‘Pencil case’, in the Russian language, sounds similar to the word "penal" (пенал). Penal labour was a main and common feature of both Nazi and Soviet concentration camps, and in this project’s title, becomes a play on words, and a reflection on grief.
My grandfather received a pencil case as a gift from his father when they lived in Finland during the Second World War. For me, it became a symbolic representation of my grandfather's life.
The story started in Kuttusi village near Leningrad where many Inkeris, including the family of my grandpa, used to live. During the war, they were occupied by Nazi forces and sent to Klooga, a labour camp in Estonia. Fortunately, the Finnish government came to an agreement to take all Inkeris from Klooga into Finland in 1943. The family arrived in a small village near the Lohja. The household where they lived and worked still exists.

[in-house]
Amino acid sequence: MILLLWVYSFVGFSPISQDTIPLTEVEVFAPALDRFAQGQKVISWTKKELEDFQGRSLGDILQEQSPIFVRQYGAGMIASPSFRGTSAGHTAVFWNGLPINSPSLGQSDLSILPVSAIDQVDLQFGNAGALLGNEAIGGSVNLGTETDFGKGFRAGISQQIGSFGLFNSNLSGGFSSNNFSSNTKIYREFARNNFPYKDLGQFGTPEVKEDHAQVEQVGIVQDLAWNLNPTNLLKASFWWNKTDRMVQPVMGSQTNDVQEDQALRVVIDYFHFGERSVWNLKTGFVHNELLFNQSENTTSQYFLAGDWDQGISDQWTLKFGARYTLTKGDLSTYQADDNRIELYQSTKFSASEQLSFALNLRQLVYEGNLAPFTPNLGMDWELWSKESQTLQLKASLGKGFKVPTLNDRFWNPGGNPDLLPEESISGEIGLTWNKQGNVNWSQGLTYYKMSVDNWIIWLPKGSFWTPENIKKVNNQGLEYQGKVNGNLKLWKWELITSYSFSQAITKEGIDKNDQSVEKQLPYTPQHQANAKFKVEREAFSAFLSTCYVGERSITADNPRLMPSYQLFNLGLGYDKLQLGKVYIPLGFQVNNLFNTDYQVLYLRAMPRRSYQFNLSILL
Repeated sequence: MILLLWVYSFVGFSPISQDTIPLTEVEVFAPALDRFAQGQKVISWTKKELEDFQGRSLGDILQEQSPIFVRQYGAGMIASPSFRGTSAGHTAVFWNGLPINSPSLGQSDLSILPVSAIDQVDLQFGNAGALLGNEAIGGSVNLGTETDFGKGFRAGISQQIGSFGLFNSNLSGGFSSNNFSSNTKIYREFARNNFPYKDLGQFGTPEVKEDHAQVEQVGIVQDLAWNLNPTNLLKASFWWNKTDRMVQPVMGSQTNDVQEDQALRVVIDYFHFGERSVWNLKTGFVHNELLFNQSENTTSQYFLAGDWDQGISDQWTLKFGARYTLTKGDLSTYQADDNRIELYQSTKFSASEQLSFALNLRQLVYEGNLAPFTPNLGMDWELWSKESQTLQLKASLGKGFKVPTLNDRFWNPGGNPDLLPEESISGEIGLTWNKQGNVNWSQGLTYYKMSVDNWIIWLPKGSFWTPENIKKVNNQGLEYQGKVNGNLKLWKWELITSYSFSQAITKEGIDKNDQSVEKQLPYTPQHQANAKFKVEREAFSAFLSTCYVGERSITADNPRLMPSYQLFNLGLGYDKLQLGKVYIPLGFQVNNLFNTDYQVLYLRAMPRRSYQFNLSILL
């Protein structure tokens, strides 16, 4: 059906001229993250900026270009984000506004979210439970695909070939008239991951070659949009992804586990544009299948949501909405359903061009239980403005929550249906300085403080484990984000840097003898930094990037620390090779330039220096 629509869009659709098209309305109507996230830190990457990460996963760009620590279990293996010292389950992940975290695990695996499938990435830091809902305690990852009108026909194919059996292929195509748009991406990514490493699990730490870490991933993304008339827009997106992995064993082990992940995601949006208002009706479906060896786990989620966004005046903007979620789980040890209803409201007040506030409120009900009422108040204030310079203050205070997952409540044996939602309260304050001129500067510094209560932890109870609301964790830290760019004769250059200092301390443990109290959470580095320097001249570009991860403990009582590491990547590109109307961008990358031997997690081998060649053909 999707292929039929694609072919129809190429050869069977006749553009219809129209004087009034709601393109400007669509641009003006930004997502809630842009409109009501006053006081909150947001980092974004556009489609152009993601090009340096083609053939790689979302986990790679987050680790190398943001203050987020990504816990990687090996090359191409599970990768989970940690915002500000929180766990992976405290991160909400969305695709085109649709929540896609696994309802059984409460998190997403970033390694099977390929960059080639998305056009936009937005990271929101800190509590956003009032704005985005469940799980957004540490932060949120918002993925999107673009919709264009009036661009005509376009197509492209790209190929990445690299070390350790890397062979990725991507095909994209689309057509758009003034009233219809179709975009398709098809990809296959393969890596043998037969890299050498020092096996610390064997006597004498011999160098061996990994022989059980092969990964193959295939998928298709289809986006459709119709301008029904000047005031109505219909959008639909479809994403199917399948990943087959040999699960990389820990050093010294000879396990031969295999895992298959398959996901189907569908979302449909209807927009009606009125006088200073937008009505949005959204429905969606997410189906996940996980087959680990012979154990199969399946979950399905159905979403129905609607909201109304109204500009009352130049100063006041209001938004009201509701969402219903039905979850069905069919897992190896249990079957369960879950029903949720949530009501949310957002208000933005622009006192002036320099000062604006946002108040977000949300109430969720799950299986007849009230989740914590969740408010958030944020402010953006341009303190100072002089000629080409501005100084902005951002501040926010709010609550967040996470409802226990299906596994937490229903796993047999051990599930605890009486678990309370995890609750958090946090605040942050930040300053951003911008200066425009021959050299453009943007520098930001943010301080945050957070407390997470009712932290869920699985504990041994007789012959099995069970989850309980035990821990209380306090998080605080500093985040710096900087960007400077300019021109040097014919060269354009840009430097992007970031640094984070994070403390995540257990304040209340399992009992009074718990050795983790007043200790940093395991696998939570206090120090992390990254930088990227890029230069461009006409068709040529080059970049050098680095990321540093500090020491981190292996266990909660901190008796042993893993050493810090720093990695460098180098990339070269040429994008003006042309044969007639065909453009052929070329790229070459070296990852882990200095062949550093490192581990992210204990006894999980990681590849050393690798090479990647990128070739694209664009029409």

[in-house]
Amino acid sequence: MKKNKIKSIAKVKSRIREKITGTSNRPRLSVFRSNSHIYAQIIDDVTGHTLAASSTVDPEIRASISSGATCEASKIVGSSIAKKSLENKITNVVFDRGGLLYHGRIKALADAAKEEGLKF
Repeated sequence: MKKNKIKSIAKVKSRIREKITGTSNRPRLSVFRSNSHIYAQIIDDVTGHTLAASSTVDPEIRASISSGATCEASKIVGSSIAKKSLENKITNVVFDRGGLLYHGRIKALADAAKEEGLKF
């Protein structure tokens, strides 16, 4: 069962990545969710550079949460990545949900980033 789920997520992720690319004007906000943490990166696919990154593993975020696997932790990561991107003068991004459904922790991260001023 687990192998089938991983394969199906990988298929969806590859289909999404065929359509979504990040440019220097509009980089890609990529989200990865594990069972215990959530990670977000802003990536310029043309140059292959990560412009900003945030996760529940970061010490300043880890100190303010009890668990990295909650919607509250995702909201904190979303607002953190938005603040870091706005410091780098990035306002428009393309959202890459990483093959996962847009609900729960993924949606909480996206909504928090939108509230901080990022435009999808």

After the war, they were forced to come back to the Soviet Union. They were not allowed to live near Leningrad anymore. They were considered as politically undesirable and sent to a lumber-camp in the northern part of Karelia.
Despite the White Sea-Baltic Canal being built 15 years prior, the family inhabited the same barracks where Gulag inmates used to live. Working with wood in lumber-camps was the most typical labour for Gulag inmates, and the family followed in this line of work.
The wood industry was exporting resources, but at the same time leaking information about penal labour. This became a problem for the foreign policy of the new-born country. The Ad Hoc Commission was sent to the Soviet Union, but deceived by the Soviet intelligence services. Products of Soviet penal labour were widely spread outside of the USSR.